Edgar Wright has been a singularly unique voice in British cinema for the past two decades, from his early work with Simon Pegg on the sitcom ‘Spaced’ through his transition to Hollywood completed with 2017’s action film Baby Driver, Wright has constantly turned out innovative and acclaimed works that have acquired thousands of fans over the years.
With that in mind, we here at The Film Magazine are to judge the always referential, always funny and clearly artistic talents of one of mainstream film’s most unique directors. In this latest edition of Ranked, we’re looking to the Cornetto Trilogy and beyond to proffer which films from Edgar Wright’s feature directorial filmography are the best and which are the worst, judging each entry on artistic merit, cultural significance and popular consensus.
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7. Last Night in Soho (2021)
A love letter to all things 60s, Last Night in Soho’s ambition can get the better of it sometimes, though it remains an ambitious attempt at an out-and-out horror from director Edgar Wright; one anchored by strong performances from Thomasin McKenzie and Anya Taylor-Joy.
The first half is especially effective at capturing swinging 60s Soho, London in its heyday with some fine cinematography from Park Chan-wook regular Chung-hoon Chung.
Last Night in Soho falls towards the lower end of Wright’s filmography, mostly due to its final act which split audiences and critics, though it remains a worthwhile watch due to its loving craftsmanship and knockout 60s soundtrack.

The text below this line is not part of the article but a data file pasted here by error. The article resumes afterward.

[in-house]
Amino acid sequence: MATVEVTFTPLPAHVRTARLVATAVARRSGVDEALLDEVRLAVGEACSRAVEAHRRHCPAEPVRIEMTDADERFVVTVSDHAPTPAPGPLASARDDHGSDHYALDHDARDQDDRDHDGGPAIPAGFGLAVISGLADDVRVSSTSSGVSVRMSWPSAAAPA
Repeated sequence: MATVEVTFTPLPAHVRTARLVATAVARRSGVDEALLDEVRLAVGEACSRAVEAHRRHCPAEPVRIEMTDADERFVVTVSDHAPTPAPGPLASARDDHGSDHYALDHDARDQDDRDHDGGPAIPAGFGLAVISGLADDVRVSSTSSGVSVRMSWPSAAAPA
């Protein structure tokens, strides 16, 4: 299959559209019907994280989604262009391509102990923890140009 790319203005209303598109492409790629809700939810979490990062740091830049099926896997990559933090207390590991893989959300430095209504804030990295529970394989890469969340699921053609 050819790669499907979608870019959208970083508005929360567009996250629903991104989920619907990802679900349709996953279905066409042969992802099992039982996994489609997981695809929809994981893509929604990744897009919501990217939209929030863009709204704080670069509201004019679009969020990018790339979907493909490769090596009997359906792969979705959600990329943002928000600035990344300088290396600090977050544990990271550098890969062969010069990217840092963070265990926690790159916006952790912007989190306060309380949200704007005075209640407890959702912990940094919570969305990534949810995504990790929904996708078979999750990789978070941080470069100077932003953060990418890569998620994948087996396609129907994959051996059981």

6. Scott Pilgrim vs. the World (2010)
This is a fine first foray away from collaboration’s with Simon Pegg and Nick Frost for Edgar Wright, and is a great showcase for his unique blend of action, humour and pathos.
Focusing on down on his luck Scott Pilgrim and his relationship with his area’s newest arrival Ramona, Scott Pilgrim boasts some fantastic set pieces between the titular Scott and a series of Ramona’s exes.
It falls lower in Wright’s filmography as it is perhaps lacking some of the universal appeal of his earlier works, but make no mistake that Scott Pilgrim shows off Wright’s love of comic books and video games, with some scenes acting as clear homages to both forms of entertainment and the film remaining a must-watch for fans of the director’s work.
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